Barely had Anna Grace and I waded through the Saturday Naschmarkt flea-market shoppers deposited at the Kettenbrückengasse U-bahn station in Vienna’s 4th District, on our mission for dinner in the market proper, than we needed a coffee break. Isn’t Europe supposed to be at the beaches this time of year?
Coffee melange at Cafe Piccolino in Naschmarkt. Blech. Poor service. Poor coffee. And a charge for soda water!  Excellent people watching. That doesn’t forgive the service or the coffee, though.
First item in the trolley: two Italian artichokes, to be steamed and savored with a little homemade garlic aioli for the primo piatto tonight. (The second item was four smoked pig ears from the butcher, for Clayton Theodore.)
XXXL Falafel. Tourist food. We purchased a bag of falafel normale from our preferred vendor instead, to share with Tony when he returns from Hanoi this week. 
Speaking of tourists. I was reminded why I did not venture to the Smithsonians in DC during the summer months.  Tour bus after tour bus rolled up and down both sides of the Naschmarkt, disgorging camera-clickers of all shapes and sizes and colors and tongues.
Even one of my favorite vendors had gone to the tourist dark side.
Russian Falafel?
But there were brights sides to balance the tourists ogling bags of stale spices and dried-out Turkish Delight (Anna Grace and I have become Turkish Delight snobs since our holiday).  Fragrant marillen at every other grocery stall…
 …a smiling, familiar face in a sea of marketgoers…
…and consideration for the four-legged marketgoers, too. (Ours, of course, was at home rehearsing for the dog days of summer.)

From the crowded chaos of the Naschmarkt we sought the quiet calm of Schleifmühlgasse.  The American community here “raves” about Bobby’s, a supposed nirvana-esque purveyor of American and British foodstuffs further along the street.  One friend was astonished to learn that we have been here a year and had yet to visit Bobby’s! I am always hesitant to jump on bandwagons of “raving” fans, but what the heck, we thought, let’s see what Bobby’s has to offer.

Along the way we passed what appeared to be the first workout club in Vienna, if I translated that properly?

Another diversion, Restaurant Beograd. I enjoyed dinner here with Tony and his colleagues earlier this winter.  If you look beyond the (heavy) smoking section you’ll find good, solid Serbian food in a pleasant environment, with live entertainment later in the evening.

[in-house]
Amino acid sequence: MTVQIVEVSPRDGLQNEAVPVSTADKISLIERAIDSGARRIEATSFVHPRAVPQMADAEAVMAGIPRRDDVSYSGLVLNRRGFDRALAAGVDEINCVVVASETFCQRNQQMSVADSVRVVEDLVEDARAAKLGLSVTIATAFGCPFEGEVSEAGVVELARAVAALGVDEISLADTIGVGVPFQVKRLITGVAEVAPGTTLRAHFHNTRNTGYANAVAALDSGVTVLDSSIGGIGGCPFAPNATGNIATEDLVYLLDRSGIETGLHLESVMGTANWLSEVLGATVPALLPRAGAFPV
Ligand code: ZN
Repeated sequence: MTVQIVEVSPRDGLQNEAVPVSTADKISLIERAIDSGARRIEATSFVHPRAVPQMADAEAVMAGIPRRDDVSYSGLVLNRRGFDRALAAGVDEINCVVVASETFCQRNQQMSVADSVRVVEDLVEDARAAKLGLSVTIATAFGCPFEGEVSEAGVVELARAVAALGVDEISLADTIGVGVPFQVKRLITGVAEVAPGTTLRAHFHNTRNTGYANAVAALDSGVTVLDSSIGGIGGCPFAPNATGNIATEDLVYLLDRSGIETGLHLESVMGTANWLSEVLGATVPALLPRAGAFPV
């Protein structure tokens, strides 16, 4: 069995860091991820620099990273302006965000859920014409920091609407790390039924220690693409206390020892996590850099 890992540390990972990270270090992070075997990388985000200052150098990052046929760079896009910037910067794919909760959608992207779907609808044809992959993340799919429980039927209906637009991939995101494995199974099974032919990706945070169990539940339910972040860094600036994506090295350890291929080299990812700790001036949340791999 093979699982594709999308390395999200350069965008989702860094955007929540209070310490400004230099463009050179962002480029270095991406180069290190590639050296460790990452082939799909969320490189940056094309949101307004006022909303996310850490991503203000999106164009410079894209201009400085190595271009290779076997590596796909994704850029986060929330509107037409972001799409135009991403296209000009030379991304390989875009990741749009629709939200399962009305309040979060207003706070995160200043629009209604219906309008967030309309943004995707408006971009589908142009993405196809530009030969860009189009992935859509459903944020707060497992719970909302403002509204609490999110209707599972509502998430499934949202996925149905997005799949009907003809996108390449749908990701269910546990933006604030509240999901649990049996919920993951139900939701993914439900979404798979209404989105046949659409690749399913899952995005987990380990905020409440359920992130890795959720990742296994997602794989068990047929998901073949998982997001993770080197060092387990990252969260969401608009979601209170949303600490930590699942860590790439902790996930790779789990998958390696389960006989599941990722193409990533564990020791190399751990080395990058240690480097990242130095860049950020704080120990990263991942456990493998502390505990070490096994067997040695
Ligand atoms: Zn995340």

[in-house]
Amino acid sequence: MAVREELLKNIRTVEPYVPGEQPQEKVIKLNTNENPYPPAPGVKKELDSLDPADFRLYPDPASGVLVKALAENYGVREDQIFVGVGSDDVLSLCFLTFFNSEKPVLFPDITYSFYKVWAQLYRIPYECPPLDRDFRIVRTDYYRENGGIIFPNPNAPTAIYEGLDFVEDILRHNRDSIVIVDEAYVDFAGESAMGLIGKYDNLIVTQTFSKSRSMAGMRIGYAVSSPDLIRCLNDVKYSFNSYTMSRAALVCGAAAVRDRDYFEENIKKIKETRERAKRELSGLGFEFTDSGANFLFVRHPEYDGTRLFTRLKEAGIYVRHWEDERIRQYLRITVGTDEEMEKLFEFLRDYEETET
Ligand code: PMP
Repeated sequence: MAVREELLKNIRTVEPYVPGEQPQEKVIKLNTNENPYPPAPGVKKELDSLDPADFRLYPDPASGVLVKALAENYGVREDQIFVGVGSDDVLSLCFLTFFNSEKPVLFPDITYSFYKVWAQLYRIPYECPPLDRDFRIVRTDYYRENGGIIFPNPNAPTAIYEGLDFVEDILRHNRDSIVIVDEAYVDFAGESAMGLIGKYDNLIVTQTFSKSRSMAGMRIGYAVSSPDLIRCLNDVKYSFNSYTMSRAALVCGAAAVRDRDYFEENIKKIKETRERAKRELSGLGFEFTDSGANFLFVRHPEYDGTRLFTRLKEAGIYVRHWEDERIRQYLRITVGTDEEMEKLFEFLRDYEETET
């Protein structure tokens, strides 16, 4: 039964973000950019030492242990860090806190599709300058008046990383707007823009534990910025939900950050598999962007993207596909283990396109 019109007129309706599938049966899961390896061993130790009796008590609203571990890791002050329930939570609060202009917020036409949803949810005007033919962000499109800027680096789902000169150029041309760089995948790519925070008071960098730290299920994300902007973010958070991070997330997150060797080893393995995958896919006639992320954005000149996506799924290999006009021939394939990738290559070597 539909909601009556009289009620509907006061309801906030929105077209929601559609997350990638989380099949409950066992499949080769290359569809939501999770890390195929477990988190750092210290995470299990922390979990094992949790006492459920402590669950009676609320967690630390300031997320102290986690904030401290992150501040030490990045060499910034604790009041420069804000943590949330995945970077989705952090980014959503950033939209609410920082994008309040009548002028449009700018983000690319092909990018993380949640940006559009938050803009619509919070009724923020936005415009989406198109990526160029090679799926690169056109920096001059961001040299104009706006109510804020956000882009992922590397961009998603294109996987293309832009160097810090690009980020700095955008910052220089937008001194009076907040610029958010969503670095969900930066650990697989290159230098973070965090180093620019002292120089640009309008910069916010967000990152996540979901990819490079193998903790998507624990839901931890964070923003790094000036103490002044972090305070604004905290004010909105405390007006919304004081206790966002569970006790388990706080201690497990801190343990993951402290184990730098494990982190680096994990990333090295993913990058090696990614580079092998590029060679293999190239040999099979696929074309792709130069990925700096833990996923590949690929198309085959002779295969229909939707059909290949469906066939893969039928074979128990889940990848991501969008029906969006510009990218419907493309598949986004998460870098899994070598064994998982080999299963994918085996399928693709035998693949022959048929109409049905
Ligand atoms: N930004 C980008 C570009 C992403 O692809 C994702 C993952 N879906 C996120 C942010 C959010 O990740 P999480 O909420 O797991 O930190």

En route to Bobby’s,  I stopped to catch my breath. Babettes Spices and Books (For Cooks)! We entered the beautifully decorated and perfumed shop and stood for a moment in wonder.
Hand mixed spices! 

English language food writings! 
And a German language Indian cookbook that I regret not purchasing. 
Babette’s has a small kitchen and counter seating for a half-dozen or so; the proprietor in the shop informed me that a small fixed lunch is offered every weekday, too.  Anna Grace was offered the opportunity to sample the curries and masalas. My little foodie settled upon a Chaat Masala to bring home (among other spices). Her Bangladeshi nanny would be so proud. 🙂
We eventually left Babette’s, with plans to return.  Continuing on our pilgrimage to Bobby’s we passed an ominous warning. Although, given the condition of the sidewalk, it seems that Gina left without the dog.

Our destination. Not Nagoza Sushi (the pretty sign, for a pretty little restaurant now added to my list of places to explore), but the relatively nondescript “Bobby’s” sign in the background.

Four American flags down for Bobby’s. It may well be that the American community raves about Bobby’s, but we can well do without $8 USD equivalent Pop-Tarts and $4 USD equivalent boxes of Jello. Anna Grace and I spent less than 5 minutes in the store before carrying on with our day. 
Oh, and dinner? Steamed artichokes, grilled fish and sliced watermelon. All of which came to less than a couple of boxes of Bobby’s Pop-Tarts.